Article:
Tomatoes: Removing Side Shoots or Not

Tomatoes: Removing Side Shoots or Not

The Tomato plants that we have grown from seed or purchased as plants are now growing fast. A question often asked by new gardeners is ‘Do I remove the side shoots from my tomato plant’? Well that depends, there are two basic types of tomato.

Growing tomatoes is one of most gardeners favourite thing to do. They are rewarding as home grown tomato fruit taste much better than the shop bought fruit. And just one tomato plant can give plenty of joy and produce for a small family.

What are side shoots and trusses

Tomato side shoots are young stems, the tomato plants trying to grow an other stem. These have to be removed throughout a growing season to reduce the tomato plants to one single stem growing.

The tomato plant really want to make lots of side shoots. You have to watch out after you pinched out some, the plant will try to grow more and more.

Trusses are where the flowers form, these are the shoots what will produce your crop. Do not pinch these out, or you loose out on your harvest. If you leave the side shoots on for too long the plants will put their energy into making foliage instead of growing fruits.

Determinate or Bush types.

Bush tomatoes include varieties like ‘Tumbler’, ‘Totem’, ‘Minibelle’, ‘Garden Pearl’ which a brilliant cherry tomato variety. You DO NOT remove the side shoots. These tomato plants know what they are doing, hence the name Determinate.

They will become bushy plants and grow outwards forming a mound or stay small and bushy, or cascade down therefore not need pinching out. These determinate or bush types are great to grow in pots, tubs or even hanging baskets. As the plant grows it will create a small bush, or will droop down from a basket.

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Planting bush tomatoes from seeds definitely has its advantages, as you don’t have to stake them, don’t have to pinch out the side shoots, and can just be planted and left in the ground without much maintenance and care.

Indeterminate commonly called Cordon or Vine tomatoes.

Cordon tomatoes include varieties like ‘Moneymaker’, ‘Alicante‘, ‘Sungold‘, ‘Gardeners Delight’ and ‘Black Krim’ This group contains the largest number of varieties that most people grow in greenhouses and you DO remove the side shoots from these plants. The name indeterminate, describes this group of tomatoes very well. Their growth needs to be controlled and trained by us. 

If you leave too many new shoots to grow, or even just few, the plant’s energy will be spent on growing more side shoots rather than flowers and more fruits.

How to remove tomato side shoots

The side shoots that grow out from the axis of the stem and leaf, need to be pinched off. These tomato plants will grow tall and need to be tied to canes or strings that are well secured in the greenhouse or tunnel.

This training is done to leave one stem which will carry the leaves and the fruit trusses, and divert all the plants energy into the developing fruits instead of excess growth.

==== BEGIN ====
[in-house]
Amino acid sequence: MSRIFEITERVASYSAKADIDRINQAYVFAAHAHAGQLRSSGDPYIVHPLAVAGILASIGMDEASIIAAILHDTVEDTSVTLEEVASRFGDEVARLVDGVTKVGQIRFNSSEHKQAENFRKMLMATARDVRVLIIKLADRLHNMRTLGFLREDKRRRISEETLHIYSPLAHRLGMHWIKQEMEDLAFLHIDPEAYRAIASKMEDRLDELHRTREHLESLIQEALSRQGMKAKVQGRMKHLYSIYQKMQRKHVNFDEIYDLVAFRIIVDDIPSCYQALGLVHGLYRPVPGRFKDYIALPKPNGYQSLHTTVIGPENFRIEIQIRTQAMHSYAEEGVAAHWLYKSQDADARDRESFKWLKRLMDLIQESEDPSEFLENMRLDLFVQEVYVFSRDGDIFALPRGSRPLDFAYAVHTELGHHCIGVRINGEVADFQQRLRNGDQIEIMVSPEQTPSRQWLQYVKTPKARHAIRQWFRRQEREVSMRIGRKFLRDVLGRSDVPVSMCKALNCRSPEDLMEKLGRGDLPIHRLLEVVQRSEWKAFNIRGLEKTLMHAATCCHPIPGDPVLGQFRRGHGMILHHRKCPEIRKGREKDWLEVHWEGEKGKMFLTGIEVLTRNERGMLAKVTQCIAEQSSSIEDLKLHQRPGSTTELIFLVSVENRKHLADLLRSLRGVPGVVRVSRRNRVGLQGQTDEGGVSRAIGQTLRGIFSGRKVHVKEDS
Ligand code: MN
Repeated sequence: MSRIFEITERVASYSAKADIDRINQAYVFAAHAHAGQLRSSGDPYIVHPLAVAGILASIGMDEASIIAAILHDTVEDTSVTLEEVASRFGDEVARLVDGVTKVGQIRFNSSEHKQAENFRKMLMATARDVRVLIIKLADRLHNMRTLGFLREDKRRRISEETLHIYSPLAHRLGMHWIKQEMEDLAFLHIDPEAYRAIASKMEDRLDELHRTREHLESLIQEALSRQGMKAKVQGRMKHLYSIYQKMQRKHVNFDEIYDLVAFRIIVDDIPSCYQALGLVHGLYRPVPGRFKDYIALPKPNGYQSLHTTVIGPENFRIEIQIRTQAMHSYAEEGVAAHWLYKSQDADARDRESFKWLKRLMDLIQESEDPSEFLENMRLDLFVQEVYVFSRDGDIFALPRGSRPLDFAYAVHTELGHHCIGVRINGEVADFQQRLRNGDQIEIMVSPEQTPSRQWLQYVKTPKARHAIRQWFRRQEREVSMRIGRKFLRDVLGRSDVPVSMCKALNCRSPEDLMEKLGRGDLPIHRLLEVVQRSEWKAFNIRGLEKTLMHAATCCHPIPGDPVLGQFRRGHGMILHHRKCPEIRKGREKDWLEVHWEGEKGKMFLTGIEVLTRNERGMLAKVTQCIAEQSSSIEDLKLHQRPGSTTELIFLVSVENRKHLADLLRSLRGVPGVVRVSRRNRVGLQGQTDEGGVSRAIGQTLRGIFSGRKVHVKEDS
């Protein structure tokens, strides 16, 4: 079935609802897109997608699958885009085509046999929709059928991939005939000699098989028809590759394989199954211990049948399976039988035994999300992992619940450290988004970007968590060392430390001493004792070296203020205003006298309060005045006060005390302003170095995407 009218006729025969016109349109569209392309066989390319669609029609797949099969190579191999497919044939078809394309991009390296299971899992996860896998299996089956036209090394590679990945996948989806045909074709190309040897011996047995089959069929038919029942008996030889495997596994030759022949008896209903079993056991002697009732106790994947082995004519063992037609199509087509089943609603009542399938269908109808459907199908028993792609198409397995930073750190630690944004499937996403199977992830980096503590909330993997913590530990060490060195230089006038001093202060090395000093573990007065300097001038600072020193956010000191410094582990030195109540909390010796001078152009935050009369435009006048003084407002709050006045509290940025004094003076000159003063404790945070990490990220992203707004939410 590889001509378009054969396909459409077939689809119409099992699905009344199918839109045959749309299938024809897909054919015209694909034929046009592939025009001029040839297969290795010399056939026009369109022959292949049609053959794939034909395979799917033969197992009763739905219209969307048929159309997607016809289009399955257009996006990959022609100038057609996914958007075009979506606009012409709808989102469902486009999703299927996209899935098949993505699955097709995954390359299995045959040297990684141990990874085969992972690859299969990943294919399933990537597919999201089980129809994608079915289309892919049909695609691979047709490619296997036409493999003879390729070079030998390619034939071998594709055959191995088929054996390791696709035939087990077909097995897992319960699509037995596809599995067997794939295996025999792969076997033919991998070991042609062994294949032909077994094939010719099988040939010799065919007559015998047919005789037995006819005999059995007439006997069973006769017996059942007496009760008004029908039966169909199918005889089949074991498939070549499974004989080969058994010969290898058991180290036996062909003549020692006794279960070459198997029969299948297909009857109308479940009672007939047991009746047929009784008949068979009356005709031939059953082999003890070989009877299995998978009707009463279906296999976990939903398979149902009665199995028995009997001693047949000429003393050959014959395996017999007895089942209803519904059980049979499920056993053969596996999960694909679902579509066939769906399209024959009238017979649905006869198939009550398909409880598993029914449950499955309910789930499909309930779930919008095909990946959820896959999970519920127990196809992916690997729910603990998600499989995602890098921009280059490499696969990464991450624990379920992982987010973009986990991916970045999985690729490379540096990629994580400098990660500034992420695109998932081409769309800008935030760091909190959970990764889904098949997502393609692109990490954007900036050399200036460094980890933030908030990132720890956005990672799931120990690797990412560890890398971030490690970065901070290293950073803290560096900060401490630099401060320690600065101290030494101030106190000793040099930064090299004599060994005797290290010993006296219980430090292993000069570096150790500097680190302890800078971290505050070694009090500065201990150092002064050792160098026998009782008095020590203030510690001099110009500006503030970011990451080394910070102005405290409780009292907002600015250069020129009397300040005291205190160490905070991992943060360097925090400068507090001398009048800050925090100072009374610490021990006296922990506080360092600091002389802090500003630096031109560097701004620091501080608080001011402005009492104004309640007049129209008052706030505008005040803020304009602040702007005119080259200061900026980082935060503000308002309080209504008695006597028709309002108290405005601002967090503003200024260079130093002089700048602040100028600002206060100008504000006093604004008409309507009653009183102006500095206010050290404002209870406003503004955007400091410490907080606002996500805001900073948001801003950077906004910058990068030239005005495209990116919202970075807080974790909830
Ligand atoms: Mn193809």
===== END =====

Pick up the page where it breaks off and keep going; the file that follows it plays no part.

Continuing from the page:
Growing tomatoes do need some of your time during the summer months, but it well worth the effort.

Depending on the height of your growhouse, the tomatoes are usually ‘stopped’ after about 7 trusses have set. This ‘stopping’ simply means cutting off the top growing point, after the maximum height has been achieved. I like to go over my cordon tomato plants once a week to remove unwanted growth.

While pinching out the side shoots you can also pinch the lower yellowing foliage, just snip the leaf by the main stem. Also you can pinch out every damaged, sick looking leaf.

Grow more tomatoes from side shoots

And as many side shoots grow, you can use them to create new tomatoes. Just cut the stem diagonally and place the cutting into a glass of water. Soon the stem will grow some roots, and you can pot this new plant into a pot of compost.

See also  Container Potatoes.

This method ensures you have a strong mother plant so all the new ones will have a vigorous growth. Soon these tomatoes will catch up with the mother plant, as by this time it will be summer. Make sure the tomatoes get as much light as possible, water them well, just so to have wet compost.

How to stop the plants growing

Towards the end of the growing season or rather when the plants have 5 – 7 fruit trusses set, the tomato plants have to be stopped growing by pinching out the growing top of the plants. This will make sure that all the plant’s energy will be spent on growing the trusses and fruits instantly instead of growing a long main stem.

As you do this the plant will insist on growing more side shoots so you have to watch out to make sure all your fruits will grow.

Helen Fowler
Born in Middlesbrough. Moved to live in rural North Yorkshire in late teens. Moved back to the town in my 30's to live near Stockton on Tees. Then after a divorce and a serious accident I moved back to rural North Yorkshire near Thirsk, where I live now. I am a passionate gardener, a keen amateur photograper, I love travel, music, anything artistic and I have a great love of nature and the natural world. I have gardened since my teens and I lived and worked on a farm for years. I have owned or have experience with most pets and domestic animals. I hope by sharing my own experiences and the personal knowledge I have gained over the years, to help and encourage others to gain the most from their gardening efforts.

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